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‘Catalyst Sessions’ recap: Chad Mize

Bill DeYoung

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Tuesday on The Catalyst Sessions, artist Chad Mize discussed – among many other things – his use of Instagram, Facebook and other social media platforms to proclaim and promote not only his own life and work, but the monthly group shows at the Mize Gallery.

The next one, “Don’t Ask. Do Tell,” the gallery’s third annual PRIDE exhibit, opens Friday. He’ll conduct a VR opening tour of the work in the evening – a routine he’s become used to in these days of COVID-19 – and will open the gallery (masks and proper distancing required) from 11 a.m. to 7 p.m. Saturday.

“I’ve always put the exhibits online – I just like to document stuff,” he said. “And I’ve also found that that using social media is such a powerful tool in getting your message out, representing all these artists, promoting.

“It’s become a little ADD on my part. I’ve become obsessed with trying to post on the daily, to keep it fresh. And really the reason I do that is I want to be relevant, you know? I just like to stay relevant, even with the causes that I support, I like to be able to get ‘em out there. And I feel like social media is such a great tool for that.”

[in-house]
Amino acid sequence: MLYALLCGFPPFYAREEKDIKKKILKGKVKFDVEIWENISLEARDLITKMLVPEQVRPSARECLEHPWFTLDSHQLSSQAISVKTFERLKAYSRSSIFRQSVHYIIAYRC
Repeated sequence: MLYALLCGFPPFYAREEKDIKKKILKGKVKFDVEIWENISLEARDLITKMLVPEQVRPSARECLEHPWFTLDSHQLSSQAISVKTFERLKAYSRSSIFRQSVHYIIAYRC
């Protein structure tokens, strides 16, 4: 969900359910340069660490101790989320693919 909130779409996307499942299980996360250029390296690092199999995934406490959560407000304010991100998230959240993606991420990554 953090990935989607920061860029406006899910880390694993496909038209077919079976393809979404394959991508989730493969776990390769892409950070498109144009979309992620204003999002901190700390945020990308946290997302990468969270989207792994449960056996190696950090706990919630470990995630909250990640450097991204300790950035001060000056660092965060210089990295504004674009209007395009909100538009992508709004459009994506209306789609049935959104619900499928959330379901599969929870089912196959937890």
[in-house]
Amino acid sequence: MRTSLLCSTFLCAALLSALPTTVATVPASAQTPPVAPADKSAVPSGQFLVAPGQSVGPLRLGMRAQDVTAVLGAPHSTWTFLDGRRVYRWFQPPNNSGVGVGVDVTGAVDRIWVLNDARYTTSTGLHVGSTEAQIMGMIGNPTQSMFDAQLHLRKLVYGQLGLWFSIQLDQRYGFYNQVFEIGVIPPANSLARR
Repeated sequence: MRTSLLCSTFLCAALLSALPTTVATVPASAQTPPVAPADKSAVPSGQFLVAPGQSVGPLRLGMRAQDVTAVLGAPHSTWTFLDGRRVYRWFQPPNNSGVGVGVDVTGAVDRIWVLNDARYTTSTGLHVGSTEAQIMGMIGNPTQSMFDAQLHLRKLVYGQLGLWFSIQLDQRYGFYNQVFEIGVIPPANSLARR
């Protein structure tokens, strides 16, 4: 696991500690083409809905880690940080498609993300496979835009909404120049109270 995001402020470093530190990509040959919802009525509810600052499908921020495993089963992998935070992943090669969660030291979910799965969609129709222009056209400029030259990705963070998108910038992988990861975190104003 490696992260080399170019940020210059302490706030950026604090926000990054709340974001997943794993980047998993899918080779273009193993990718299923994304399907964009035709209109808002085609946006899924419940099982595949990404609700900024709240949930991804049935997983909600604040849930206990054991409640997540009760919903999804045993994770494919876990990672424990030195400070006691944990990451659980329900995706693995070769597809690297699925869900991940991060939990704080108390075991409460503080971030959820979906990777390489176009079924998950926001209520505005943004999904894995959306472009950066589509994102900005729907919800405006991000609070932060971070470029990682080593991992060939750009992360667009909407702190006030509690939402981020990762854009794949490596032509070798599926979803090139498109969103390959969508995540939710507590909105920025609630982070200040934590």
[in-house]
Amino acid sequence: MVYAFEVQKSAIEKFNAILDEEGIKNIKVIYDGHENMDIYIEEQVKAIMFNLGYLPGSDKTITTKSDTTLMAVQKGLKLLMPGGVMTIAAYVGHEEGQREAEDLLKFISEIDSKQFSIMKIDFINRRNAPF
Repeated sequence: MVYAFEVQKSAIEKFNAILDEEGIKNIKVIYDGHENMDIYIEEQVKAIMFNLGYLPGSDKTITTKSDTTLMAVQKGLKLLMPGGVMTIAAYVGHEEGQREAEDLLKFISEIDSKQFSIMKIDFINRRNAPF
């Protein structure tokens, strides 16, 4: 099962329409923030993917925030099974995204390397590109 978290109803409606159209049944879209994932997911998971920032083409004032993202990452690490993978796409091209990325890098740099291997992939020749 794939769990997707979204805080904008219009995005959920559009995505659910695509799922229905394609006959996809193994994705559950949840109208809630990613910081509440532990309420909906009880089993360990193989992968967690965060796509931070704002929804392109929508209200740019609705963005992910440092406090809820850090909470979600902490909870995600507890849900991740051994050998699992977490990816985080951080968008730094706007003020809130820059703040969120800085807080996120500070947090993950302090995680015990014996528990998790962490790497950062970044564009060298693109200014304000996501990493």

Other subjects included his Bradenton boyhood (Mize used drawing as his “super power” to deflect bullies and haters) and the upcoming opening of Uptown Eats, the restaurant owned by his partner Dan Schmidt.

It’s right next door to Mize Gallery, in the space formerly occupied by Banyan Café.

Mize has been involved with the Arts Alliance’s SHINE Mural Festival since its inception six Octobers ago.

“Every year, there’s more and more added,” he said of the murals our city is becoming famous for. “And now the businesses are seeing the benefit of having a mural on their space.

“I just love living in a non-beige city. A lot of cities you go into, it’s very basic, kind of cookie-cutter, so it’s neat to live in an eclectic city where there’s lots of color everywhere, different artist represented, and very diverse with the styles.”

As one of the city’s most prolific artists, and most outspoken art advocates, Mize is all about the benefits of public art.

“Once you put art on a building, there’s some way of making it a safer space, and it brightens the neighborhood,” he said.

“I feel like crime may be lowered, because people are out there constantly taking photographs … it becomes more of an art piece as opposed to a shady place to smoke crack by. I feel like art can do that.”

Today on The Catalyst Sessions: Musician Kasondra Rose.

Streaming at 7 p.m. weekdays on the Catalyst Facebook page. All shows are archived on our YouTube page.

 

 

 

 

 

 

 

 

 

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1 Comment

  1. Avatar

    Mary Heckert

    June 17, 2020at3:48 pm

    I own the Island Salon at Isla del Sol near Tierra Verde – I want to feature local artists on my newly-painted walls as we have great clientele looking at the walls all day every day. Any artists seeking to be featured please reach out. http://www.islandsalon.vip Isla del Sol, St Pete

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